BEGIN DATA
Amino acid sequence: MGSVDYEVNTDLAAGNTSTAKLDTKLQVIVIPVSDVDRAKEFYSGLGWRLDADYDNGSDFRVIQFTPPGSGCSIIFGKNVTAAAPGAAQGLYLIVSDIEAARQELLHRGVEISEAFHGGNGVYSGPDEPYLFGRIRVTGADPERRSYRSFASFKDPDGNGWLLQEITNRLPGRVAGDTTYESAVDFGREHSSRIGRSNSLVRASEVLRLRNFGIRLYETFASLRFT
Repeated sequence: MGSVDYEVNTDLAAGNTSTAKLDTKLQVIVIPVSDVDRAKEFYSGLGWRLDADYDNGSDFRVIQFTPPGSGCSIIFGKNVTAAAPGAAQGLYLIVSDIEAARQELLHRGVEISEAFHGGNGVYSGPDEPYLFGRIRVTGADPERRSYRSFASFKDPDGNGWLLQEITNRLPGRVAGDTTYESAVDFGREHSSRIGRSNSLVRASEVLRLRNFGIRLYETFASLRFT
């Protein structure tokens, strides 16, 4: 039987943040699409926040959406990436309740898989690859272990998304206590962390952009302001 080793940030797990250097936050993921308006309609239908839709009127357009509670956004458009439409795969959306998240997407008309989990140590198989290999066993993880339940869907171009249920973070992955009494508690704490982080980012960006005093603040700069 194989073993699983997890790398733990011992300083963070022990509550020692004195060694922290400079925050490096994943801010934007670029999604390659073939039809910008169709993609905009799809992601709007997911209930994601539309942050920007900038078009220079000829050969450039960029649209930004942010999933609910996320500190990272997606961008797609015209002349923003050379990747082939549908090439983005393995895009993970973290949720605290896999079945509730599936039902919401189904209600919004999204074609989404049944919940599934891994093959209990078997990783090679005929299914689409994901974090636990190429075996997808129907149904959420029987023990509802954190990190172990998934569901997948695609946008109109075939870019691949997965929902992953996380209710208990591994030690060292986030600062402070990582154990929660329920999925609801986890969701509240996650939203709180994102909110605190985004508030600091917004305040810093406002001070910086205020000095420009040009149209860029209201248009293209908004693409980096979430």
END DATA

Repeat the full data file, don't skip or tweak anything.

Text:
Amino acid sequence: MGSVDYEVNTDLAAGNTSTAKLDTKLQVIVIPVSDVDRAKEFYSGLGWRLDADYDNGSDFRVIQFTPPGSGCSIIFGKNVTAAAPGAAQGLYLIVSDIEAARQELLHRGVEISEAFHGGNGVYSGPDEPYLFGRIRVTGADPERRSYRSFASFKDPDGNGWLLQEITNRLPGRVAGDTTYESAVDFGREHSSRIGRSNSLVRASEVLRLRNFGIRLYETFASLRFT
Repeated sequence: MGSVDYEVNTDLAAGNTSTAKLDTKLQVIVIPVSDVDRAKEFYSGLGWRLDADYDNGSDFRVIQFTPPGSGCSIIFGKNVTAAAPGAAQGLYLIVSDIEAARQELLHRGVEISEAFHGGNGVYSGPDEPYLFGRIRVTGADPERRSYRSFASFKDPDGNGWLLQEITNRLPGRVAGDTTYESAVDFGREHSSRIGRSNSLVRASEVLRLRNFGIRLYETFASLRFT
């Protein structure tokens, strides 16, 4: 039987943040699409926040959406990436309740898989690859272990998304206590962390952009302001 080793940030797990250097936050993921308006309609239908839709009127357009509670956004458009439409795969959306998240997407008309989990140590198989290999066993993880339940869907171009249920973070992955009494508690704490982080980012960006005093603040700069 194989073993699983997890790398733990011992300083963070022990509550020692004195060694922290400079925050490096994943801010934007670029999604390659073939039809910008169709993609905009799809992601709007997911209930994601539309942050920007900038078009220079000829050969450039960029649209930004942010999933609910996320500190990272997606961008797609015209002349923003050379990747082939549908090439983005393995895009993970973290949720605290896999079945509730599936039902919401189904209600919004999204074609989404049944919940599934891994093959209990078997990783090679005929299914689409994901974090636990190429075996997808129907149904959420029987023990509802954190990190172990998934569901997948695609946008109109075939870019691949997965929902992953996380209710208990591994030690060292986030600062402070990582154990929660329920999925609801986890969701509240996650939203709180994102909110605190985004508030600091917004305040810093406002001070910086205020000095420009040009149209860029209201248009293209908004693409980096979430």